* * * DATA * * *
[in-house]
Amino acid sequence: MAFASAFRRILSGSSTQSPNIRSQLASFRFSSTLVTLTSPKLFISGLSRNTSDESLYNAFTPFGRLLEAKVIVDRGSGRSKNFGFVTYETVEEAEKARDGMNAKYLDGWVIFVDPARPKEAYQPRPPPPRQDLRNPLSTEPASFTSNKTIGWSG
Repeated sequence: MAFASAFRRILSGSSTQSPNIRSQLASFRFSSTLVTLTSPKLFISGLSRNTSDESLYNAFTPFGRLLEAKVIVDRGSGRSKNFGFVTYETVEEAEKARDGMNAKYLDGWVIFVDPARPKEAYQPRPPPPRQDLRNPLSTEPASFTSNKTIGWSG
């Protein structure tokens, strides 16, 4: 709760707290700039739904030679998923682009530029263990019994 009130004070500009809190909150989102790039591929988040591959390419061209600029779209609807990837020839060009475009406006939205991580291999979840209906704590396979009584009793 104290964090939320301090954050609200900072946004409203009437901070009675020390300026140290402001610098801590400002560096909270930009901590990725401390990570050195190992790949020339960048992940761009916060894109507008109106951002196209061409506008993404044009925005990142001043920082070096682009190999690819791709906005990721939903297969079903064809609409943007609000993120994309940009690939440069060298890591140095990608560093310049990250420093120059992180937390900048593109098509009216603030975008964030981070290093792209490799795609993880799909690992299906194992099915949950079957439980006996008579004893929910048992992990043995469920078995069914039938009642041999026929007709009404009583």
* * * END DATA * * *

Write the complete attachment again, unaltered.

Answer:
[in-house]
Amino acid sequence: MAFASAFRRILSGSSTQSPNIRSQLASFRFSSTLVTLTSPKLFISGLSRNTSDESLYNAFTPFGRLLEAKVIVDRGSGRSKNFGFVTYETVEEAEKARDGMNAKYLDGWVIFVDPARPKEAYQPRPPPPRQDLRNPLSTEPASFTSNKTIGWSG
Repeated sequence: MAFASAFRRILSGSSTQSPNIRSQLASFRFSSTLVTLTSPKLFISGLSRNTSDESLYNAFTPFGRLLEAKVIVDRGSGRSKNFGFVTYETVEEAEKARDGMNAKYLDGWVIFVDPARPKEAYQPRPPPPRQDLRNPLSTEPASFTSNKTIGWSG
């Protein structure tokens, strides 16, 4: 709760707290700039739904030679998923682009530029263990019994 009130004070500009809190909150989102790039591929988040591959390419061209600029779209609807990837020839060009475009406006939205991580291999979840209906704590396979009584009793 104290964090939320301090954050609200900072946004409203009437901070009675020390300026140290402001610098801590400002560096909270930009901590990725401390990570050195190992790949020339960048992940761009916060894109507008109106951002196209061409506008993404044009925005990142001043920082070096682009190999690819791709906005990721939903297969079903064809609409943007609000993120994309940009690939440069060298890591140095990608560093310049990250420093120059992180937390900048593109098509009216603030975008964030981070290093792209490799795609993880799909690992299906194992099915949950079957439980006996008579004893929910048992992990043995469920078995069914039938009642041999026929007709009404009583």